Visual art

Art 4 Animals show on exhibit at Four Corners

From BOWLING GREEN ARTS COUNCIL The Bowling Green Arts Council and Four Corners Center is hosting Artists 4 Animals 5 at the Four Corners Center, 130 S. Main Street, from November 10 through November 28th. Thirty-two artists of all ages, kindergarten through adult, are exhibiting their animal-themed work in the show, which is free and open to the public during regular Four Corners hours of 9am to 5pm Monday-Friday. The show features selected top winners in each age category as well as best domestic and wild animal. Several of the artworks depict dogs and cats currently at the Wood County Humane Society, as depicted by Eastwood High School students. First place award winners are: Best Domestic Animal, Anna Gerken, “Begging for Treats” Best Wild Animal, Jean Gidich-Holbrook, “Iguana” Adults, Isabel Zeng “Bunny Ears K-4th Grade, Aya Aldailami, “Two Animals” 5th-8th Grade, Robbie Witte, “Racing Steeds” 9th-12th Grade, Hope Harvey, “Baybee” The winning images are reproduced on note cards that are available for purchase at the Four Corners Center.  Sales of the cards will benefit the Wood County Humane Society and the Bowling Green Arts Council.  This event is sponsored in part by The Copy Shop and Kabob it BG.  

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BG’s Main Street transformed into art show

By DAVID DUPONT BG Independent News Hardly five hours after the sound of Dwayne Dopsie’s accordion stopped reverbing around the Main Stage area, and throughout the city, dozens of volunteers were back downtown getting ready for the opening of the art show, and the second day of the Black Swamp Arts Festival. The Dawn Patrol, so dubbed by the late Bill Hann, a retired Air Force officer, had reported for duty. Their mission was to transform Main Street into a vibrant arts village. This begins well before dawn and continues until the art shows are ready to open at 10 a.m. There’s an air of anticipation as the metal framework of tents go up, top with roofs, and the sides. Stacked among these are carefully packed arts and crafts, just waiting to be displayed. It’s an art in and of itself the way the exhibitors packed their vehicles, knowing what they need to have out and up, before boxes are removed. It’s a puzzle that must be disassembled and then put together again in an entirely different form. There are numerous details to take care of – where to park when the unpacking is done, where to get coffee, where to find a rest room. Volunteers are there to show the way, intent on maintaining the festival’s reputation for treating artists well. Coffee was being delivered. Roaming through the art show in progress, I find many familiar faces from previous shows. Always happy to see them back, and to stop…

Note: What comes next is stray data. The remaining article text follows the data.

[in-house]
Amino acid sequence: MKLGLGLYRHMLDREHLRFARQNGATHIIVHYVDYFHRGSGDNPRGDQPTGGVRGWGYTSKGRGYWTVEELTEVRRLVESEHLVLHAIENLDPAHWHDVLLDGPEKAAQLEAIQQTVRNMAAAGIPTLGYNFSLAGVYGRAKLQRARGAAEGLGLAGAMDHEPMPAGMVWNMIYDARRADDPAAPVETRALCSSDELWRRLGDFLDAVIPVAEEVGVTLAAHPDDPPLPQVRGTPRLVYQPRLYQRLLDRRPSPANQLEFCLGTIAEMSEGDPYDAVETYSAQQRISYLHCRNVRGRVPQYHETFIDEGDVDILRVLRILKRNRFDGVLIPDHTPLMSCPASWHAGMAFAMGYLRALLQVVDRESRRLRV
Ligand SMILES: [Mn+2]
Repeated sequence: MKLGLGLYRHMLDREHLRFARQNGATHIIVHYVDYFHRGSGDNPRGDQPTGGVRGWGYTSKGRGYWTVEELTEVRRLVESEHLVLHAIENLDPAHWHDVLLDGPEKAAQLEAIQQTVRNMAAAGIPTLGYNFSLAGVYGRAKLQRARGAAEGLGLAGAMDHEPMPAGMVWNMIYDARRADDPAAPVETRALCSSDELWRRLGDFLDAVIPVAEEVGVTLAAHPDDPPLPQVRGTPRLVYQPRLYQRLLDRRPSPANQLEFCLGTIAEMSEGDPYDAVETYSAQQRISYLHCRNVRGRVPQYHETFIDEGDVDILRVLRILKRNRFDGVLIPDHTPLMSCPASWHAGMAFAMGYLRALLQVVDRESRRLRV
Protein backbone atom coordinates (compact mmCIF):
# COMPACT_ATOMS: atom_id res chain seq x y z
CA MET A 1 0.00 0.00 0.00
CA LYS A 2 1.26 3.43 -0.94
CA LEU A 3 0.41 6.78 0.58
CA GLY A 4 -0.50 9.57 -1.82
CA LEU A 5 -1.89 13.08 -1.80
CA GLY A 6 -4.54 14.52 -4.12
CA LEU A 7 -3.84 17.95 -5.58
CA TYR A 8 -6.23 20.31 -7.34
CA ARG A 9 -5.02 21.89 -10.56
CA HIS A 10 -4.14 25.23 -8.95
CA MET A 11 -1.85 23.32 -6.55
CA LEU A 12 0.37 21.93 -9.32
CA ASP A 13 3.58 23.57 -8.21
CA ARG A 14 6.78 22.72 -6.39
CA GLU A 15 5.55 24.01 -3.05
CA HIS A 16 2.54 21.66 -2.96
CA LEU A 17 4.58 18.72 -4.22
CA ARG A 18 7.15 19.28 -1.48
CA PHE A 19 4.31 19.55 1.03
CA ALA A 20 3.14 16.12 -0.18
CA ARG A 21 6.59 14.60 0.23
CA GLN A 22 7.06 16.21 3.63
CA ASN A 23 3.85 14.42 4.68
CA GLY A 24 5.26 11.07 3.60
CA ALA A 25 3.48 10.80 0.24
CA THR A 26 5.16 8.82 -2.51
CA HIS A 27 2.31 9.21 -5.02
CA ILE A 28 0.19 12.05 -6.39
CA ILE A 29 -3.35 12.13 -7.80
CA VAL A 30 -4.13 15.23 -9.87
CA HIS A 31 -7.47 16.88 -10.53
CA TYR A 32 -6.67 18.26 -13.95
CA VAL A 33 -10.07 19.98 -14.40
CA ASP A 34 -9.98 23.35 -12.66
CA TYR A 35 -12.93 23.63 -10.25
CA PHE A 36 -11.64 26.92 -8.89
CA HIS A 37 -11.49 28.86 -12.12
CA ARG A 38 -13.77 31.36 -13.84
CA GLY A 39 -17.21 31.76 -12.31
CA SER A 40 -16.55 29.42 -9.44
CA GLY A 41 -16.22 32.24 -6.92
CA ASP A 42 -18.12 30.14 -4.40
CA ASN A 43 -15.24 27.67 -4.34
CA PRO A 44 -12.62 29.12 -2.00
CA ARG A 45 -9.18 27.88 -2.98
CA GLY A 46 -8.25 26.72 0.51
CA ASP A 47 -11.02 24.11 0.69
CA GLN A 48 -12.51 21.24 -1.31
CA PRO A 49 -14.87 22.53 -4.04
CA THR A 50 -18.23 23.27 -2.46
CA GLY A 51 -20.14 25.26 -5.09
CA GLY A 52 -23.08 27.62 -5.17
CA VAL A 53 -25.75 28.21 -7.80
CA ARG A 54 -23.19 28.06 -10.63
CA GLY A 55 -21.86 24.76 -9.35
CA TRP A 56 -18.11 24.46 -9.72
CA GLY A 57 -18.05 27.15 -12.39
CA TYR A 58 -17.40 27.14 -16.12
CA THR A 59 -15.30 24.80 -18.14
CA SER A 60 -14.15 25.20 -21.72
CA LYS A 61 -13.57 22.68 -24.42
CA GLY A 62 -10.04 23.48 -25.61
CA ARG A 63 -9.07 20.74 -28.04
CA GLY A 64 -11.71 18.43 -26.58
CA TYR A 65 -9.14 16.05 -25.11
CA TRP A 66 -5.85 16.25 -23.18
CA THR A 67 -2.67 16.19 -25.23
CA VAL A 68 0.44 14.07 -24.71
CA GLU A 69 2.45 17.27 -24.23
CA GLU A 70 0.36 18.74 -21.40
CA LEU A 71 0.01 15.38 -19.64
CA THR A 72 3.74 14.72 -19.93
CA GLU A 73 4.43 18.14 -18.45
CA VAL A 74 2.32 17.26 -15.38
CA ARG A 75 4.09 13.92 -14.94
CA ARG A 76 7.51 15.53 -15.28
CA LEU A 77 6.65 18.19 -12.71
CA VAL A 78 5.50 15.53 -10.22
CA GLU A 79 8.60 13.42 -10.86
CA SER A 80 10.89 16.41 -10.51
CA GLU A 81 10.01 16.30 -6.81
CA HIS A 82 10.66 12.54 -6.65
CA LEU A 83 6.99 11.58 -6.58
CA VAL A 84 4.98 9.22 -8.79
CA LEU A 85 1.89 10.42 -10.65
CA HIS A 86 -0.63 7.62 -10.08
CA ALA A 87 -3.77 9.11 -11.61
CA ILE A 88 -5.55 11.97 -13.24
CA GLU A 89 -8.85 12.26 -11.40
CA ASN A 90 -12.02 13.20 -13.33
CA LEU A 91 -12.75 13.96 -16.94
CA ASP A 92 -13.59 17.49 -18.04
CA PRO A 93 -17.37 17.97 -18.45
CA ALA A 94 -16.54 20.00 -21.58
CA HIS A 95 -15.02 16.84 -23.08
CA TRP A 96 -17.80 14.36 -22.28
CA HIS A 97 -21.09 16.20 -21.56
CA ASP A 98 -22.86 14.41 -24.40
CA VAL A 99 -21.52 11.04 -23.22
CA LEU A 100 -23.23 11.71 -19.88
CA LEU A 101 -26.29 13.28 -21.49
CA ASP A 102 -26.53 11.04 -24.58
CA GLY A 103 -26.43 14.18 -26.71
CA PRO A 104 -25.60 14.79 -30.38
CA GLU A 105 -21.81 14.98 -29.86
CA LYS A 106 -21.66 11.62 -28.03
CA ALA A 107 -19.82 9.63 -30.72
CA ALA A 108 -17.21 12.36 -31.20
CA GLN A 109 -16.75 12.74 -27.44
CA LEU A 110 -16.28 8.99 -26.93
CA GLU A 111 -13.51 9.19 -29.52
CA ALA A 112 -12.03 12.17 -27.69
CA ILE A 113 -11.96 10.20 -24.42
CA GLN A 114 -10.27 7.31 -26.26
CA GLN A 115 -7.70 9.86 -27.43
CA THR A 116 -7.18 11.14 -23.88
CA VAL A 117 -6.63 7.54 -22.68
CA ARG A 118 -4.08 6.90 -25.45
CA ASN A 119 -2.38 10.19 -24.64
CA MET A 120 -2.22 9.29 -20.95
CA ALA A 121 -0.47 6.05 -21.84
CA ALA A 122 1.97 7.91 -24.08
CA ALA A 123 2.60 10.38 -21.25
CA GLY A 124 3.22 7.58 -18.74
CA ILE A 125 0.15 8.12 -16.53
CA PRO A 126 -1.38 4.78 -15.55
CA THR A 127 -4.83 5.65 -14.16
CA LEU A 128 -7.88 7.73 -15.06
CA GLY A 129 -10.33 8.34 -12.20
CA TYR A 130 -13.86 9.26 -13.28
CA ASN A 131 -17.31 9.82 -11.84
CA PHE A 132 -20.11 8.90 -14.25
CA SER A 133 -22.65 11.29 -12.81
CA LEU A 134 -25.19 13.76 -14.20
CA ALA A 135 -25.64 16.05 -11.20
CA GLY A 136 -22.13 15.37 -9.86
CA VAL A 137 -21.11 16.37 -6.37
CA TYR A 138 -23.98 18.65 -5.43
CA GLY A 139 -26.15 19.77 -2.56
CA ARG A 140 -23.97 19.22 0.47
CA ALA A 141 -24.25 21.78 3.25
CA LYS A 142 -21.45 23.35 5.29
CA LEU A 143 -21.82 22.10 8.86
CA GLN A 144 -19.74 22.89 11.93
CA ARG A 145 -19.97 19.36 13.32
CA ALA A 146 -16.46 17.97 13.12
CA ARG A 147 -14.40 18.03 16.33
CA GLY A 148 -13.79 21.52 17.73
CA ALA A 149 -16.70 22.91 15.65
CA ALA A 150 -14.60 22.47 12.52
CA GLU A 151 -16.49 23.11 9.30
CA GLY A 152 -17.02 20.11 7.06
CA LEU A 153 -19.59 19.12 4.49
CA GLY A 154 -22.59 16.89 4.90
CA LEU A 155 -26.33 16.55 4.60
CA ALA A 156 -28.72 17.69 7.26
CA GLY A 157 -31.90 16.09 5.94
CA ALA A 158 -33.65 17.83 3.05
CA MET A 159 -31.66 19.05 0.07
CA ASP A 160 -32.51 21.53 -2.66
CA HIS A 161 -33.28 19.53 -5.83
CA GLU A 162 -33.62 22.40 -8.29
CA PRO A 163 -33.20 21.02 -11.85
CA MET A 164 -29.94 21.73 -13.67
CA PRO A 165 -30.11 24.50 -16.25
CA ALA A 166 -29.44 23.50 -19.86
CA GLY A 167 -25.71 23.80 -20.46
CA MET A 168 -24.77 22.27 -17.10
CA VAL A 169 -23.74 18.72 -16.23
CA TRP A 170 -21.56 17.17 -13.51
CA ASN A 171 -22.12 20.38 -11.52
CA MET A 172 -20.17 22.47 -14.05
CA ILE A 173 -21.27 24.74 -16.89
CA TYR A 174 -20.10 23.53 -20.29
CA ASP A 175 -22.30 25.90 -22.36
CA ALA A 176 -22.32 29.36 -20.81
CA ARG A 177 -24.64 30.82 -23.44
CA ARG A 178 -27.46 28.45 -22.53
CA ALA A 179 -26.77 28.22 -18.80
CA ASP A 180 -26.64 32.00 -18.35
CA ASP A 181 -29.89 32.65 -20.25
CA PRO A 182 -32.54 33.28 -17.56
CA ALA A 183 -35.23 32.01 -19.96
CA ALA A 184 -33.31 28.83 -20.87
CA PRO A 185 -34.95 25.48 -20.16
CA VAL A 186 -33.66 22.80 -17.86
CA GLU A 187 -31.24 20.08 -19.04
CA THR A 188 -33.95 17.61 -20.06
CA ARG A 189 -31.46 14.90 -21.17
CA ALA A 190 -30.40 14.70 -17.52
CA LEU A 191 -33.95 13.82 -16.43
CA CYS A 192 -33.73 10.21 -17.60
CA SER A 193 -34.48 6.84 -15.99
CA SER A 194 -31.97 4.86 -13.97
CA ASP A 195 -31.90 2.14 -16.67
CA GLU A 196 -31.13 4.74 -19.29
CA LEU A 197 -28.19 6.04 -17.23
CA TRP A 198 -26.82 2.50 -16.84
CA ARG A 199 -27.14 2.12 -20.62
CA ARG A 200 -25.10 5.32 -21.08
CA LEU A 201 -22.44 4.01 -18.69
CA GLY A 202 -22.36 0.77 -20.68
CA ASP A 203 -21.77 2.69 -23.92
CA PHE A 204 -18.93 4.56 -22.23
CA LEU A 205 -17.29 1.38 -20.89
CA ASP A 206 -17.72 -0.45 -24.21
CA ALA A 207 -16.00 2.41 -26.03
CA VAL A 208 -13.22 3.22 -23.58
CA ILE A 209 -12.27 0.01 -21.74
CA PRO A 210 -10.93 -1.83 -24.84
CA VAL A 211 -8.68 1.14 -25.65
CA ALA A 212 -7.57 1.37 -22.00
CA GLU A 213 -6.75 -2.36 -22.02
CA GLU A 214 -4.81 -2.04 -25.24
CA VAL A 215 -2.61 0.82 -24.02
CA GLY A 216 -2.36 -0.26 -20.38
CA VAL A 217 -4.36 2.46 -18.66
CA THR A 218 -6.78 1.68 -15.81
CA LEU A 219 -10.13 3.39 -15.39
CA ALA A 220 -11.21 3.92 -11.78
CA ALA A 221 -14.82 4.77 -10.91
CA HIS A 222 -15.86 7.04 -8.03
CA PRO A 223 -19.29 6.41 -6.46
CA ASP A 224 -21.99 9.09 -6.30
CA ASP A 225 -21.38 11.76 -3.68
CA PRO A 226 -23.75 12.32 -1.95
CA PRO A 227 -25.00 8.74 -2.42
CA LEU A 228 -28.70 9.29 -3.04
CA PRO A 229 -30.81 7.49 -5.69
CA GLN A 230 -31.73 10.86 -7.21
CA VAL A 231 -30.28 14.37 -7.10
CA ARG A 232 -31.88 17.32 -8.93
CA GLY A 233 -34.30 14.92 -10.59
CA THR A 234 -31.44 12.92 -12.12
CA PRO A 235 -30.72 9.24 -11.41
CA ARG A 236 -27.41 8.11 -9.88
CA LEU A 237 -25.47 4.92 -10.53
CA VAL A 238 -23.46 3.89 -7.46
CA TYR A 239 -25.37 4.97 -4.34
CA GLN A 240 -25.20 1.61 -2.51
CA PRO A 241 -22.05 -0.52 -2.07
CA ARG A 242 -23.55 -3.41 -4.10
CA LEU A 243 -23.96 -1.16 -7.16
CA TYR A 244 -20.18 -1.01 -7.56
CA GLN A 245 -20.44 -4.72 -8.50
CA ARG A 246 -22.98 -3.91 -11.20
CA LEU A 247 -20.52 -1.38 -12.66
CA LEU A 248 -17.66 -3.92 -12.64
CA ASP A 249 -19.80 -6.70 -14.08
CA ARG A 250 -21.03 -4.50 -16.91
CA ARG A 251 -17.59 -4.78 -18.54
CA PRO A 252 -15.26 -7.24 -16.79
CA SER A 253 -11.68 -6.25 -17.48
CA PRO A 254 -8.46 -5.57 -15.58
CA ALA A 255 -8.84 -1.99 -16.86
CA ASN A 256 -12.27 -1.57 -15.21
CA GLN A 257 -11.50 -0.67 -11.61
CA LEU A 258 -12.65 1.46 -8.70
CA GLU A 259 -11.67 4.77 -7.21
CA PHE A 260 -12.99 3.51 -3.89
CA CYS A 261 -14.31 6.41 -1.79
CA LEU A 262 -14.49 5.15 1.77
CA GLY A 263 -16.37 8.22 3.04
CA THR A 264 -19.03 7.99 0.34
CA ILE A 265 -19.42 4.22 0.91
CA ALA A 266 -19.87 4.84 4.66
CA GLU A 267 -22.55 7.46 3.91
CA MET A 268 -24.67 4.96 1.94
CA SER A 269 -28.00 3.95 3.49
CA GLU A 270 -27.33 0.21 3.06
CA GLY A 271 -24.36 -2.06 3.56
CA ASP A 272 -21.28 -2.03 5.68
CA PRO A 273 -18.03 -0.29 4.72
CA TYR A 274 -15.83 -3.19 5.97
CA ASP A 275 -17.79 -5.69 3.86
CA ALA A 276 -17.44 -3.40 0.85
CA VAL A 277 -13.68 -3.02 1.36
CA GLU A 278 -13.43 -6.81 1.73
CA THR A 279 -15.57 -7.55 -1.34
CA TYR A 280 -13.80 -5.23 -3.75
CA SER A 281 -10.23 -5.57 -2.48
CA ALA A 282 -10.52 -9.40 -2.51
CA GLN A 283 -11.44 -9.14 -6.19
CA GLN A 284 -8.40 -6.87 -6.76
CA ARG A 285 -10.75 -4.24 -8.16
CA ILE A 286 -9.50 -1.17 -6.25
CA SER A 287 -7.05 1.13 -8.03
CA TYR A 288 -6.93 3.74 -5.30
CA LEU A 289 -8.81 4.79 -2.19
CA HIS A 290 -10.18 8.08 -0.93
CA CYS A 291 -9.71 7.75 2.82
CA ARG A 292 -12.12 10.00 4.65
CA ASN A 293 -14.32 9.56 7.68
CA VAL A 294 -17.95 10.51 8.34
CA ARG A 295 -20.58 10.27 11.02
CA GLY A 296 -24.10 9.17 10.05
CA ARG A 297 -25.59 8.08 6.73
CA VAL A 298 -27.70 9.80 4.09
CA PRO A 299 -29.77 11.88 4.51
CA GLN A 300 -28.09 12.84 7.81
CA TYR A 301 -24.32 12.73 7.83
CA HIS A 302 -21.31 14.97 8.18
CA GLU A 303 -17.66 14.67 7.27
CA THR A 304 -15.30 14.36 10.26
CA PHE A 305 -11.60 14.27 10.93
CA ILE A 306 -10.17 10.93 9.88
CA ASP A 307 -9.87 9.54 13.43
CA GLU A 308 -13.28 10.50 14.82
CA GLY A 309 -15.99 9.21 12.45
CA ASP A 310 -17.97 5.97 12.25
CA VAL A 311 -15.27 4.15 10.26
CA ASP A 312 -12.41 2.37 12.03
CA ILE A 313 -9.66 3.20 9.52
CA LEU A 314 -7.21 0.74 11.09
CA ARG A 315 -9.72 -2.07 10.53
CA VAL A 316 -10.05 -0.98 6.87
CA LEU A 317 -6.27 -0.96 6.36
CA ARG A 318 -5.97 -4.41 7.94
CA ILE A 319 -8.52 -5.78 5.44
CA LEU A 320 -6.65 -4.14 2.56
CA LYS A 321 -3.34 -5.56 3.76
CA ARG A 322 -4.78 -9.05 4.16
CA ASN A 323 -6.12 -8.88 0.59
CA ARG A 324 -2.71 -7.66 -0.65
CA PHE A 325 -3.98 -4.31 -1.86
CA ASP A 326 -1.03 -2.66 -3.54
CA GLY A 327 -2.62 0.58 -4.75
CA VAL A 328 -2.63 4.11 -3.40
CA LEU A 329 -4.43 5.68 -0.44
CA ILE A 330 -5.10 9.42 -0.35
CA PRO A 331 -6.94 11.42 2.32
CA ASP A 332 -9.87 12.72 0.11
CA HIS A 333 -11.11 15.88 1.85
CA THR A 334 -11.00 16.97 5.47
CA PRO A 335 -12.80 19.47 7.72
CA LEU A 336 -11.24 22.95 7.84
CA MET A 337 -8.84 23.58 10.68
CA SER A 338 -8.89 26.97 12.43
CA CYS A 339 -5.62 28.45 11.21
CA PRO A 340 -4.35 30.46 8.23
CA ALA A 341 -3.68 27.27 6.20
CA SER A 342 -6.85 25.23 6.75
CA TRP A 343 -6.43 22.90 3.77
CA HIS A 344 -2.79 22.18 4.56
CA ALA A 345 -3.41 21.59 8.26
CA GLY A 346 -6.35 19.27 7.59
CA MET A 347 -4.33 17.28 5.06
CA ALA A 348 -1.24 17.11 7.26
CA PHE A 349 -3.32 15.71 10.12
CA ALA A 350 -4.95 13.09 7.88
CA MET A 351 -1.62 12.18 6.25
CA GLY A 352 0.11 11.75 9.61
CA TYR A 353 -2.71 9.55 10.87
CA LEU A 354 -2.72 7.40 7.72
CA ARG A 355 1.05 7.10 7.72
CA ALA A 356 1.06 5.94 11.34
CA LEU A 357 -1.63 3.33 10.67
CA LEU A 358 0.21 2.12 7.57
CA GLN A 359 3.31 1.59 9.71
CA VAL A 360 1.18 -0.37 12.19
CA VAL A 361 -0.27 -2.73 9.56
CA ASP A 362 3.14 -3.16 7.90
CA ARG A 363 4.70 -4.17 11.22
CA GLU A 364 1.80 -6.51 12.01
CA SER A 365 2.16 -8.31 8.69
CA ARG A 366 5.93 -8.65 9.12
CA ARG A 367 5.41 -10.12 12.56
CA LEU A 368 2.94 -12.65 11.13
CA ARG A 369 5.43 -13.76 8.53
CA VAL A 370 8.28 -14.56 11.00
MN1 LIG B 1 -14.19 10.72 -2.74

After year of photographic success, Bell sidelined

By DAVID DUPONT BG Independent News The Black Swamp Arts Festival played a pivotal role in launching Jan Bell’s photographic career. In 2003, the long-time graphic designer for WBGU-TV had returned to photography. He had accumulated enough work that he decided to apply to enter the juried show. Bell was accepted, and then on the festival weekend, the judges returned and awarded him best of show honors. It was his first art fair. Since then he’s put up his tent, assembled his street gallery, greeted customers, taken it all down and moved on, on dozens of times. More importantly, he’s traveled thousands of miles on photographic adventures to national and provincial parks here and in Canada living in a camper, hiking with 40 pounds of equipment, and waiting for days for the right light on the right subject. When he won the top award so early in his career, one woman warned him about the dangers of such early success. Bell has not rested on his laurels. His work has been accepted in many shows and received numerous honors, and has continued to evolve. These past 12 months have been especially notable. One photograph, “Distant Island,” an image from Lake Superior was juried into nine exhibitions. “That’s crazy wild,” he said. Then it won first place in one of those shows the Allegany National Photography Exhibition in Cumberland, Maryland, as well as an honorable mention at the Crooked Tree Arts Center in Petoskey, Michigan in April. Then three works were…


Toledo Museum guest artist John Kiley smashes, remakes glass art